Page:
According to the definition valid in Europe, a disease is "rare" when less than one out of 2,000 people suffers from a specific clinical syndrome. Taken together, however, these diseases are no rare phenomenon as there are several million patients in Germany alone. Often, they are suffering from severe diseases which require complicated and expensive treatment and care. The diseases result in great burdens for patients and their families, and they often lead to death at a very young age.
Rare diseases are a heterogeneous group of very different clinical syndromes. Their most common cause are defects in the hereditary material, and they can therefore be passed on to descendants. Rare diseases become manifest in almost all organs and often have a systemic expressivity, i.e. they affect several organs at the same time.
The low number of patients affected by a specific clinical syndrome causes a number of generic structural problems. There are sometimes considerable deficits in diagnostics and therapy in patient care. Adequate patient care is not possible if a correct diagnosis is made too late or cannot be made at all. Interdisciplinary approaches to therapy are necessary because the diseases often affect several organ systems, and only few specialized centers can provide this care. An effective causal therapy is often not available and can only be developed when the underlying causes of the disease are understood. However, so far this has been possible for just a few of the rare diseases: the less common the disease, the more difficult is systematic research. Close networking of the different working groups on rare diseases is therefore particularly important.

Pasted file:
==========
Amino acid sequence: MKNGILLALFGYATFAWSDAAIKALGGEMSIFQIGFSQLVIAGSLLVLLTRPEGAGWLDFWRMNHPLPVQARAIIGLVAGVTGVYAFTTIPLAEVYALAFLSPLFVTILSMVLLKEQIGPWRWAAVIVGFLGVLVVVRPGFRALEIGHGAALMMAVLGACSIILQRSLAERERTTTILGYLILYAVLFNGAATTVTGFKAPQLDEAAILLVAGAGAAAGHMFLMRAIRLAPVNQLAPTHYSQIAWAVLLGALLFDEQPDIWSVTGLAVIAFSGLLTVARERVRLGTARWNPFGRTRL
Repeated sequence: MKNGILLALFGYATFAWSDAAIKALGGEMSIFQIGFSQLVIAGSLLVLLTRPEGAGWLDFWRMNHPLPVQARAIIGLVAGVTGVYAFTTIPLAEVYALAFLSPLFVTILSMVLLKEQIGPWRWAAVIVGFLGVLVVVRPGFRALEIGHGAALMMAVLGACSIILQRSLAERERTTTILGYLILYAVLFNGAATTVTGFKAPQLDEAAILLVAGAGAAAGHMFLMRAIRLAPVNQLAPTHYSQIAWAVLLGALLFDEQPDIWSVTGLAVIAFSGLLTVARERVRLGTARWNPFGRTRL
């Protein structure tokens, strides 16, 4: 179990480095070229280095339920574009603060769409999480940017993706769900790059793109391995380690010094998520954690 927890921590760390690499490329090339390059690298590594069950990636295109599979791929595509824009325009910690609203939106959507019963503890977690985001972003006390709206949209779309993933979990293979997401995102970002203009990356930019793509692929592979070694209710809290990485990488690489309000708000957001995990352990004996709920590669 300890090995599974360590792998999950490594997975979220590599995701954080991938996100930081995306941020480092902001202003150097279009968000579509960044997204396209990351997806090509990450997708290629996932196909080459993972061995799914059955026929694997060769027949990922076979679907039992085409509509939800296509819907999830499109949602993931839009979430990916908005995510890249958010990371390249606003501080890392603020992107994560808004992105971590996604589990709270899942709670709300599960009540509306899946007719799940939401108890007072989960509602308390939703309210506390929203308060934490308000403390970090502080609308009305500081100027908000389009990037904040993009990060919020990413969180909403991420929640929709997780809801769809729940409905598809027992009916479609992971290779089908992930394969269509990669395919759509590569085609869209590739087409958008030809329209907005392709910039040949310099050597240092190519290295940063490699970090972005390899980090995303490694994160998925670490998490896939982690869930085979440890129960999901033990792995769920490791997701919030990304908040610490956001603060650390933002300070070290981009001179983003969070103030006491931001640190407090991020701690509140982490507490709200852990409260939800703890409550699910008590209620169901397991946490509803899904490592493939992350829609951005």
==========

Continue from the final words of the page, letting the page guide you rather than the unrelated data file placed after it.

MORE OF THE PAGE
The BMBF is therefore funding the establishment of ten disease-specific networks with a total of €31 million. The objective of the start-up funding is to pool national capacities in research and care in order to create the conditions for specific diagnosis, systematic research, optimal information transfer and competent patient care. The funding of the individual networks has been provided for an initial period of three years since 2003. After a successful interim evaluation, nine of the networks for rare diseases are now beeing funded for another two years until 2008.
However, research projects on rare diseases have also been funded for some years now within the framework of other BMBF funding priorities, such as juvenile and medicine, human genome research, the competence networks in medicine or gene therapy.
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Seltene Erkrankungen - aber Millionen Patienten (URL: http://www.bmbf.de/pubRD/Gesundheitsforschung_Seltene_Erkrankungen.pdf)
2005, 2 pages
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